Advantages Afforded by Miniaturization and Integration of DNA Analysis Instrumentation

  • M. Allen Northrup
  • Bill Benett
  • Dean Hadley
  • Paul Stratton
  • Phoebe Landre
Conference paper


Miniaturization of chemical reaction chambers, along with the integration with low-cost detection components for real-time product quantification allows for significant improvements in instrumentation. Bulk chemical reactions can benefit from increased control at the microscopic level, according to the general volumetric reaction formula:
$$ Q\, = \,1/U\int_{qr} {dU} $$
where, Q is the volumetric reaction rate (moles/time · volume), U is the volume, and qris the “point” reaction rate at a “microscopic” volume unit. This equation is only valid if everything is uniform at a microscopic scale, that is, the reaction is working equally at all points. This uniformity is difficult to maintain, especially in reactions that have: 1) multiple co-reactants, 2) narrow and uniform condition (i.e., (temperature and pH) requirements, 3) macromolecular biological components, such as enzymes, and 4) diffusion limiting conditions. Typically, bulk bioreactors require significant effort to maintain such uniformity and often are difficult to scale up as a result. Arrays of miniaturized reactors with individual control can replace the less effective bulk systems, provide better uniformity, and therefore increase productivity.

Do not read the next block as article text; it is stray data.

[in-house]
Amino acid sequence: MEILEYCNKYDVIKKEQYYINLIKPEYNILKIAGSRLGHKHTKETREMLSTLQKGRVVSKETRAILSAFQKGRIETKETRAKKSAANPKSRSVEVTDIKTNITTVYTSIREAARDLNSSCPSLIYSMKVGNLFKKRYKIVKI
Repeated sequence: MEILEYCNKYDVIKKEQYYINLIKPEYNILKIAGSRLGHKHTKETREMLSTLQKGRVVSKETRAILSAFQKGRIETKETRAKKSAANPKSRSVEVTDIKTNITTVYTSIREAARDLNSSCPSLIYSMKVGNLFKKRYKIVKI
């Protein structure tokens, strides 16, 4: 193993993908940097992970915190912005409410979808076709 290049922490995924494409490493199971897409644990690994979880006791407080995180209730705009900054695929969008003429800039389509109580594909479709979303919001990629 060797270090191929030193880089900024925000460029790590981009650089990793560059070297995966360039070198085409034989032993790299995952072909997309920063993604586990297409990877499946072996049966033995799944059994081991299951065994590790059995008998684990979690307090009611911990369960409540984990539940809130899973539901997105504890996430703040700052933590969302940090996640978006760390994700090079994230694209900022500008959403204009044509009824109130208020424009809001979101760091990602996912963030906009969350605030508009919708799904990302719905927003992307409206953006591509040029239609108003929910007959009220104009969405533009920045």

Reaction Chamber Pulse Width Modulation Reaction Fluid Taqman Assay Dimethyl Silane 
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Copyright information

© Springer-Verlag Berlin Heidelberg 1998

Authors and Affiliations

  • M. Allen Northrup
    • 1
  • Bill Benett
    • 1
  • Dean Hadley
    • 1
  • Paul Stratton
    • 1
  • Phoebe Landre
    • 1
  1. 1.Lawrance Livermore National LaboratoryMicrotechnology CenterLivemoreUSA

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